(CNN)Comedian Michelle Wolf made a lot of jokes at the White House Correspondent's Dinner that offended people.
The most damning line from the Correspondents' Dinner? 'Flint still doesn't have clean water'
But buried in the controversy was the line that ended her routine: "Flint still doesn't have clean water."
Indeed, it's been nearly four years since the Flint, Michigan, water crisis began, and although government officials claim the city's tap water is back to safe levels, residents still do not trust that the problem has been fixed for good.
For all the debate around the appropriateness of Wolf's barbs Saturday night, her blunt closing line underscored the seriousness of the long-running humanitarian crisis in Flint, where cost-cutting measures led to drinking water tainted by lead and other toxins.
The problem began in 2014, when the city switched its drinking water from Lake Huron to the corrosive Flint River. Residents said the water looked, smelled and tasted funny, and gave people rashes and caused other health problems.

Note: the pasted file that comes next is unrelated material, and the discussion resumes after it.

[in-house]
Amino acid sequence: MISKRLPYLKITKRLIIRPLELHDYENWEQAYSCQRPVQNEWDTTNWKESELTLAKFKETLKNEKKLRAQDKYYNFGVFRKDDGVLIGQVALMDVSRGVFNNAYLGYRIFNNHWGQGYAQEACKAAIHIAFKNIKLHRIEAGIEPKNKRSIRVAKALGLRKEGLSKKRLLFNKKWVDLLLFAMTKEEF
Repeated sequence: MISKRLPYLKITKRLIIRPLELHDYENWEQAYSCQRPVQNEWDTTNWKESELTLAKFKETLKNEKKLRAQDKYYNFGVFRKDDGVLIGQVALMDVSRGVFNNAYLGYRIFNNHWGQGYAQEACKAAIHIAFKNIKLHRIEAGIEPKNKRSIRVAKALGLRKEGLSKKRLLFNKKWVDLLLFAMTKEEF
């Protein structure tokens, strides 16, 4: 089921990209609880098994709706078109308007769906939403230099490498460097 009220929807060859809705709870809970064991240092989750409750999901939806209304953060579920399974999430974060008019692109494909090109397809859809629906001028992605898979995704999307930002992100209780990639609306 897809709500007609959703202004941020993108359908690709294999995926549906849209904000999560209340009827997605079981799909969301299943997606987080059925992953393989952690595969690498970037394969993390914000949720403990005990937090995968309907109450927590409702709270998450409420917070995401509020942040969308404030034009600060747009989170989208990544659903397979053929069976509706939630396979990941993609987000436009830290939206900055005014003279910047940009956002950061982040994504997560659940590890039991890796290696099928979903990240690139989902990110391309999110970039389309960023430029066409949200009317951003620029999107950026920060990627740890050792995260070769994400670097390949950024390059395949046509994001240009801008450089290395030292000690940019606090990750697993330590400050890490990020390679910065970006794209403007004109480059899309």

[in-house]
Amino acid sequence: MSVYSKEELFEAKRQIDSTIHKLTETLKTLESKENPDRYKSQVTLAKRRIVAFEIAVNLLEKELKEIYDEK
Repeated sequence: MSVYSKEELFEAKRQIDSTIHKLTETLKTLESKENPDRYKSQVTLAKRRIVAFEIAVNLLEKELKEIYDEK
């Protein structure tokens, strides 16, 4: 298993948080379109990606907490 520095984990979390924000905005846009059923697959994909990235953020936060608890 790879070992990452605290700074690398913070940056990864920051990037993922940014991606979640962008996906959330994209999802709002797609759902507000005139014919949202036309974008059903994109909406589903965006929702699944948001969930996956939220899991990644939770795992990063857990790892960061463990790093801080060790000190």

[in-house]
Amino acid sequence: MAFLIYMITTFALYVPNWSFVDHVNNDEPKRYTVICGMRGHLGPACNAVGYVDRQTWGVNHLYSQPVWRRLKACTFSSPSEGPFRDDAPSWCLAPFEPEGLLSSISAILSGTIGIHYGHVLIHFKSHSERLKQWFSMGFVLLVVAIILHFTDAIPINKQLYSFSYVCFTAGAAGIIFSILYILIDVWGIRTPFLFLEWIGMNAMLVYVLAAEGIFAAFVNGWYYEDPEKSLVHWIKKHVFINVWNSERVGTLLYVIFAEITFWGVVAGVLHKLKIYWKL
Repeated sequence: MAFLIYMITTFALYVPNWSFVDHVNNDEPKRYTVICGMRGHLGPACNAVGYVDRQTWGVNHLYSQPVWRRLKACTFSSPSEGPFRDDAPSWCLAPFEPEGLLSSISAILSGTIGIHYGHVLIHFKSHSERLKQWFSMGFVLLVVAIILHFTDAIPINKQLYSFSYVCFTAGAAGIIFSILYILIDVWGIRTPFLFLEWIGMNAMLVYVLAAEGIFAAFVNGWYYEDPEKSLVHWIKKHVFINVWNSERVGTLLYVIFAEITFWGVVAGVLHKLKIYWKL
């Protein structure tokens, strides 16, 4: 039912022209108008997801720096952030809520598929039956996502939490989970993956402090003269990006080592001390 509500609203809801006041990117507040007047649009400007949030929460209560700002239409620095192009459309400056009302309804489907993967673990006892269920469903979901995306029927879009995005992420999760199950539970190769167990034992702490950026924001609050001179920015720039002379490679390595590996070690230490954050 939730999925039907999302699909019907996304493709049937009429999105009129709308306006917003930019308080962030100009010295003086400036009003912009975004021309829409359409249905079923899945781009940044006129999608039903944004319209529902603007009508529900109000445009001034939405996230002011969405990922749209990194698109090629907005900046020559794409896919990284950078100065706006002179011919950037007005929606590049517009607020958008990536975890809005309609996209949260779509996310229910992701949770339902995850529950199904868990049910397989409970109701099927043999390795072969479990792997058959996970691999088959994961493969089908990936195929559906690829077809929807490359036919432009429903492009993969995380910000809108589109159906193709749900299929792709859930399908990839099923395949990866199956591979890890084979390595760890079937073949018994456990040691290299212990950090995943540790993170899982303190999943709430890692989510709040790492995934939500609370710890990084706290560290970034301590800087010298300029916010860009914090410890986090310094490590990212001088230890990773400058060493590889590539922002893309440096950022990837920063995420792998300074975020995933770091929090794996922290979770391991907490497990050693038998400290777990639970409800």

Testing by the EPA in 2015 found dangerous levels of lead. Ever since, residents have been relying on government-funded bottled water for drinking, bathing, cooking and other everyday uses.
In early April, Michigan Gov. Rick Snyder announced the end of the free bottled water program, saying the city's water was finally back to safe levels. But Flint's mayor is trying to restart distribution of bottled water, saying all the city's lead pipes have not been replaced.
And some Flint residents are still skeptical.
"I don't trust the filter, I don't trust the water," Ariana Hawk told CNN affiliate WJRT. "Everything that me and my kids do from cooking to boiling their water for a bath, we're using bottled water. I do not trust anything."